So, Exhibit A - the first transforming difference - is that a Christian knows forgiveness. Not just know about it as an idea, not just a theory, but know themselves forgiven. Actually, more than that, first know themselves in need of forgiveness – have faced up to that terrible truth. And then know themselves to be forgiven.

Forgiveness is so often the starting point. It’s liberating. And it’s transforming.

I’ve been struck more than once by those words of Zechariah, the father of John the Baptist. His words of joy and prophecy over his son. We know it as the Benedictus. We say it every day at morning prayer.

Zechariah said: And you, child, shall be called the prophet of the Most High, for you will go before the Lord to prepare his way, to give his people knowledge of salvation, by – by what? By the forgiveness of all their sins.

Knowledge of salvation, by the forgiveness of all their sins.

Knowledge – not just by knowing about, like you might know about the bible. Knowledge – because you’ve understood it and experienced it for yourself.

And forgiveness once experienced, transforms us. It changes us – for the better.

In our Old Testament reading David, the great and powerful king, is brought face to face with the truth of his sin – adultery, murder, the utter misuse, abuse of power – and finally realises his own need for forgiveness.

In the gospel, the woman – a person at the opposite end of the scale. She’s the least and the most powerless. But she’s ahead of David. She has already realised that she needs forgiveness – and has been forgiven – forgiven a great deal it seems.

As Jesus puts it: she has been saved – saved, rescued from guilt, from shame, from her own sense of unworthiness. She has been set free from it all. And can go in peace, to a new life. A life transformed.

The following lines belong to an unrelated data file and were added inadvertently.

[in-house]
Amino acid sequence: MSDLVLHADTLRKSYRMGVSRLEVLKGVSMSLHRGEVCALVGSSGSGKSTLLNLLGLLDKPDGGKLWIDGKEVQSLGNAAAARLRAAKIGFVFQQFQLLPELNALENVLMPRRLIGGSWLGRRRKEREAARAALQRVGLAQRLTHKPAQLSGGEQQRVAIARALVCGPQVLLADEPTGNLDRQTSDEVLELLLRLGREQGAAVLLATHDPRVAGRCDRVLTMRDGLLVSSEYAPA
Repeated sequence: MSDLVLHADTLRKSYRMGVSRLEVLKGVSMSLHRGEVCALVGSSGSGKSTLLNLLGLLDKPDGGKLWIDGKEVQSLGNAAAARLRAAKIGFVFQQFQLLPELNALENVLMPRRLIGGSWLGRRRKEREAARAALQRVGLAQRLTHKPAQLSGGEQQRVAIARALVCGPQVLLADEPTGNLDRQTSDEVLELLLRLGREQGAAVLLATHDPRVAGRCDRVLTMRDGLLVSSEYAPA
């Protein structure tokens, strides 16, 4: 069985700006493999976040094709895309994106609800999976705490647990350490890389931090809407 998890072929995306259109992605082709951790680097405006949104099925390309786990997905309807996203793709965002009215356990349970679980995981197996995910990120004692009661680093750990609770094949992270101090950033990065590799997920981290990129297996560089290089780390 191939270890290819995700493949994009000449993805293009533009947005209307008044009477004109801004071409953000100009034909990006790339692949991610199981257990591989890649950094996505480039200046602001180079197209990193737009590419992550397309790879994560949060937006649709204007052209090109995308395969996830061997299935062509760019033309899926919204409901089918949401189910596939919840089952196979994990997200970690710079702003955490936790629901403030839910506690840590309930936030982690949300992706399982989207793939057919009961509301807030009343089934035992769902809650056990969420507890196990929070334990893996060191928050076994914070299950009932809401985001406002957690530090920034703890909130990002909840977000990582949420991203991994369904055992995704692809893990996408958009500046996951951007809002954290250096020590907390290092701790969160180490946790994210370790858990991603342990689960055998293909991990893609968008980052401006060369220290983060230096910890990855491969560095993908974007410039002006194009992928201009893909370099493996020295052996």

But there’s something else in today’s gospel. Just a phrase, a passing phrase, a phrase we might easily miss. But it’s so powerful, says so much.

Simon the Pharisee is disgusted with the woman. Who on earth does she think she is? What on earth does she think she’s doing? She’s a nuisance, an irritation, an embarrassment.

But Jesus asks a question. He’s good at asking questions. People think that he’s always making statements, telling stories, or giving sermons … but very often, at the heart of what Jesus says – is a question. The sort of question that can challenge and change the way we think. Can transform us.

Jesus says to Simon: Do you see this woman? Do you see this woman? Do you see her as I see her? Not a nuisance, not an irritation, not an embarrassment. But a child of God, a beloved child of God. Someone that God loves, and grieves over. Someone that God wants the very best for. Someone with huge potential, created as they are in his image. Someone God has set free, as he longs to set you free.

So – if we were in court, maybe that could be our Exhibit B. Our second transforming difference – that a Christian sees things differently. Or at least begins to see things differently.

Begins to see with God’s eyes. Sees the irritating colleague at work, the shy child, the drunk in the street, the anxious mum, the blustering politician, the overworked husband, the hooligan at the football match, the layabout teenager, the nuisance neighbour, the stranger, sees them as God sees them. And sees our community as full of potential for goodness and blessing.

That would change how we relate to them, pray for them, work with them. That would have the power to transform us all.

Heavenly Father
Open our eyes to our own need for forgiveness.
Open our eyes to see those around us as you see them.
And so transform and bless us all.

Amen.'

Lorna Brabin-Smith

Friday, 24 June 2016

Neighbourhood Plan

Nocton and Potterhanworth

'This is the latest version of the draft Nocton and Potterhanworth Neighbourhood Plan which has recently been submitted to NKDC for the Strategic Environmental Assessment. As such, it may be subject to amendment and is, therefore, not for formal consultation at this stage. It is appreciated, however, that residents may wish to see an early draft. It is hoped that formal consultation will begin towards the end of the summer.'

Alternatively, you can independently access the plan on the main 'Nocton & Potterhanworth Neighbourhood Plan' weblog, or on the 'Nocton Parish Council' website - see 'Companion Sites' to the right of this blog.